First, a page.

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Help name the infant gorilla

Submit names online and support gorilla conservation ahead of naming day on World Gorilla Day.

World Gorilla Day will bring an extra cause for celebration this year: The event will also be the naming day of the youngest member of the gorilla population at Zoo Atlanta. In tribute to the significance of the day and in honor of his 2-month birthday, the western lowland gorilla infant born to Lulu on July 24 will be named on September 24, and the world is invited to help choose his name.

Beginning Tuesday, September 10, and continuing until 11 p.m. EST on Friday, September 20, members of the public are encouraged to visit, where name submissions may be submitted online with a donation of $5 per submission. All donations received through the naming campaign will benefit The Dian Fossey Gorilla Fund International, the Zoo’s longtime partner in gorilla conservation.

After September 20, three names will be chosen at random to be featured in the infant’s family’s habitat in the Zoo’s Ford African Rain Forest on World Gorilla Day. At 2 p.m. on September 24, the gorillas will determine the winning name with their first choice of one of three special enrichment items.

Zoo Atlanta and The Dian Fossey Gorilla Fund International have been partners in gorilla conservation for more than 20 years. The Zoo supports the organization by providing headquarters space, information technology support and financial support, allowing the Fossey Fund to focus their efforts for gorillas and human communities in Africa. Over the years, the Zoo has also provided the Fossey Fund with board leadership and program support, as well as shared scientific team members.

Lulu’s infant is the 24th gorilla born at Zoo Atlanta and bears a double legacy in the Zoo’s gorilla program. He is a grandson of the late Willie B. and a great-grandson of Ozzie, the world’s oldest living male gorilla at 58.

Every birth is crucial for western lowland gorillas. According to the International Union for Conservation of Nature (IUCN), over a 25-year period, the combined threats of poaching, illegal hunting for the bushmeat trade, habitat loss and emerging diseases such as Ebola have reduced their numbers by 60 percent in the wild, with declines of as much as 90 percent in some parts of their range in western Africa. Populations living within North American zoos are overseen by the Association of Zoos and Aquariums’ (AZA) Gorilla Species Survival Plan® (SSP), which seeks to maintain a self-sustaining, genetically diverse gorilla population for future generations, and in which Zoo Atlanta is an active partner.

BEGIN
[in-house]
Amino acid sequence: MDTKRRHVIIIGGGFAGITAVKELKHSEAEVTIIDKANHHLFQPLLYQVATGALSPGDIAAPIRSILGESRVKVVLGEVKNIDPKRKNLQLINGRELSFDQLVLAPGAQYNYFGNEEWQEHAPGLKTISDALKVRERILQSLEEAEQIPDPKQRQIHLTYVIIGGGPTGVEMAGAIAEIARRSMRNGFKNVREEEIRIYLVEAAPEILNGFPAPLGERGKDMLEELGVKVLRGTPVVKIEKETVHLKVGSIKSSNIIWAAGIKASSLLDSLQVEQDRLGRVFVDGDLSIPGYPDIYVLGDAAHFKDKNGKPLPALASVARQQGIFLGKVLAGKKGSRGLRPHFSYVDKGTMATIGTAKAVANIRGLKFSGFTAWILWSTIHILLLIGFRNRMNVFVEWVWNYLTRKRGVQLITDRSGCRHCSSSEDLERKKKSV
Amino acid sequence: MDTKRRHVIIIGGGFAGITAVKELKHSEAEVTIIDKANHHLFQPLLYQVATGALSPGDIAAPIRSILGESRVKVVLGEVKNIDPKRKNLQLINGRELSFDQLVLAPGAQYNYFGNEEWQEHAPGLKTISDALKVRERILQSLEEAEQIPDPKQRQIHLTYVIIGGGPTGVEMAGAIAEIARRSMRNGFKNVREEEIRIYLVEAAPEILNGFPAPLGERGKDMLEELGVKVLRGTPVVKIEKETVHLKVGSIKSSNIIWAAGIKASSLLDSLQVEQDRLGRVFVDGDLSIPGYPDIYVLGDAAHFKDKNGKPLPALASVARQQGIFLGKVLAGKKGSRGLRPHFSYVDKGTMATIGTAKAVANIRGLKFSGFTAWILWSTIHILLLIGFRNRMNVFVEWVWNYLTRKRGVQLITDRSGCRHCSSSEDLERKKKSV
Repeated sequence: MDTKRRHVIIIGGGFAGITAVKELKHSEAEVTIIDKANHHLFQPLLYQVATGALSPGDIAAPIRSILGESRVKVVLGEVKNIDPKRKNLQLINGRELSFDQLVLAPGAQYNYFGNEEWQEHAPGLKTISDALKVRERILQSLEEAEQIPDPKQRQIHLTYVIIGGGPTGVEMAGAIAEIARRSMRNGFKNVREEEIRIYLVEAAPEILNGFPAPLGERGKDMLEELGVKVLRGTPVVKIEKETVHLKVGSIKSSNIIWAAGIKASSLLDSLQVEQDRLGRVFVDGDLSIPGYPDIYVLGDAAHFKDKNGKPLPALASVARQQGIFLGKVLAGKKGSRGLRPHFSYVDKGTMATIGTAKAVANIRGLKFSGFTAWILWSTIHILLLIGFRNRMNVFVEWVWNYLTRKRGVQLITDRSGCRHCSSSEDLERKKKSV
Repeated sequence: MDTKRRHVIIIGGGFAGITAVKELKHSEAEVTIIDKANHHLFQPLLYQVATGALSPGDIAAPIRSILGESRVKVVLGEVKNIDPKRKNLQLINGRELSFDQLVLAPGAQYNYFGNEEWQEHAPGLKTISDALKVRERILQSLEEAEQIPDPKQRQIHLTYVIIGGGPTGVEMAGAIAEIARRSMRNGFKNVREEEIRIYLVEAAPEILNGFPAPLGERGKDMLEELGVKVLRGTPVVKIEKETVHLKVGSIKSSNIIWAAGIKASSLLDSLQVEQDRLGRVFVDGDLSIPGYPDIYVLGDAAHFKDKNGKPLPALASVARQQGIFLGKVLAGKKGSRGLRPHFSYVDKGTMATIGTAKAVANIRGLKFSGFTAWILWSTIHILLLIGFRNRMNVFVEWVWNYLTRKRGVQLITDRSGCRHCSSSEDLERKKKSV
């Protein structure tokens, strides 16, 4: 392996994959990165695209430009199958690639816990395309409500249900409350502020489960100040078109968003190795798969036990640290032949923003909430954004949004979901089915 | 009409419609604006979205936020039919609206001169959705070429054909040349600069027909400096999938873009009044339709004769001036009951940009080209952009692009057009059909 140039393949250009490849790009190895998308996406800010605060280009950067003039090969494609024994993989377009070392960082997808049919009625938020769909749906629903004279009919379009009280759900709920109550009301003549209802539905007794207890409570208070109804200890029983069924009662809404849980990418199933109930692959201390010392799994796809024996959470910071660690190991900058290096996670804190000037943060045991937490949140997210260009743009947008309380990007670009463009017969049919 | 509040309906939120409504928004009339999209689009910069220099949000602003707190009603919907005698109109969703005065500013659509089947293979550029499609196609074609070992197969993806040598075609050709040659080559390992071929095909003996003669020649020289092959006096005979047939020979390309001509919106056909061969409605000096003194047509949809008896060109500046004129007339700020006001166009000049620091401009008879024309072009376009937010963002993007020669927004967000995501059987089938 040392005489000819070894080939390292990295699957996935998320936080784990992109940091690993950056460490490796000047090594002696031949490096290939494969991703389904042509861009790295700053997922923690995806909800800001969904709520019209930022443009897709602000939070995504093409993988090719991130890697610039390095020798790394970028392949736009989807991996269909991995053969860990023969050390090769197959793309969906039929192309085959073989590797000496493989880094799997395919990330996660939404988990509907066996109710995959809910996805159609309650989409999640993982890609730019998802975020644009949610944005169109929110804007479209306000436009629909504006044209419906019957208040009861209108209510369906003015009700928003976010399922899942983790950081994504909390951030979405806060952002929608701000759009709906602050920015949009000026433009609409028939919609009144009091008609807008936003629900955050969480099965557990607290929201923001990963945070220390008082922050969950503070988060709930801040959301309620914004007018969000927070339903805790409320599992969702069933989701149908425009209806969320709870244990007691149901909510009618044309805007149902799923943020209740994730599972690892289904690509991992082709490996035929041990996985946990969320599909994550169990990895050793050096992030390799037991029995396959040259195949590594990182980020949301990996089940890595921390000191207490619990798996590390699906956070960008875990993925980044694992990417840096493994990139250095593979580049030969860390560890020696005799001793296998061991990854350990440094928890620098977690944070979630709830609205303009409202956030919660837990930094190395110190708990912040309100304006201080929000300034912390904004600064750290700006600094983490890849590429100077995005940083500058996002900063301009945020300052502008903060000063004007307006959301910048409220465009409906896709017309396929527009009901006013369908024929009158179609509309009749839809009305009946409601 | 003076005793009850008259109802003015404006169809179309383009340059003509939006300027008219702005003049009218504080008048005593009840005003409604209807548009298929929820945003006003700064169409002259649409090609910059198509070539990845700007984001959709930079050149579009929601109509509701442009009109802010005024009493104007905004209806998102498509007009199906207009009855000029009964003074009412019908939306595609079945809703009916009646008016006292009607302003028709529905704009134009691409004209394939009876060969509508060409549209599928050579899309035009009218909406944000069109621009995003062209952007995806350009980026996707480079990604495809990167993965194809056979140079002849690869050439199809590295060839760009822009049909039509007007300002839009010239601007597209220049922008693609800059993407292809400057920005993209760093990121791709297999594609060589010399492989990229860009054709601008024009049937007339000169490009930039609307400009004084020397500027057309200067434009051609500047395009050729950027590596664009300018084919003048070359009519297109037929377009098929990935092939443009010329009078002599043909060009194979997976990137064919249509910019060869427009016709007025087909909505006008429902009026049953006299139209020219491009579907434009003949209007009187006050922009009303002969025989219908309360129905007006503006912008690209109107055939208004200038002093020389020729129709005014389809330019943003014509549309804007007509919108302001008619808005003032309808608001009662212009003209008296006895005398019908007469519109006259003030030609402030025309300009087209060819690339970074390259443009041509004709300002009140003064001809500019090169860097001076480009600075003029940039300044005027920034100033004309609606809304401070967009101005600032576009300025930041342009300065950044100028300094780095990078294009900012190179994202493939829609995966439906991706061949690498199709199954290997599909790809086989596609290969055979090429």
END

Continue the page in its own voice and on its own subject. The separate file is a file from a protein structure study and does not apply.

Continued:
Research by Zoo Atlanta team members has influenced industry-wide improvements in the care of gorillas in zoos, as well as enhanced the world’s understanding of gorillas, with more than 100 published papers on maternal care, reproduction, social behavior and cognition. Zoo Atlanta is the headquarters of the Great Ape Heart Project, the world’s first effort to understand, diagnose, and treat cardiac disease across all four great ape taxa: gorillas, orangutans, chimpanzees and bonobos.

Follow hashtag #SilverbackStory on Zoo Atlanta Facebook, Instagram and Twitter for regular updates on the infant’s growth and milestones. Learn more about the gorillas of Zoo Atlanta or World Gorilla Day on

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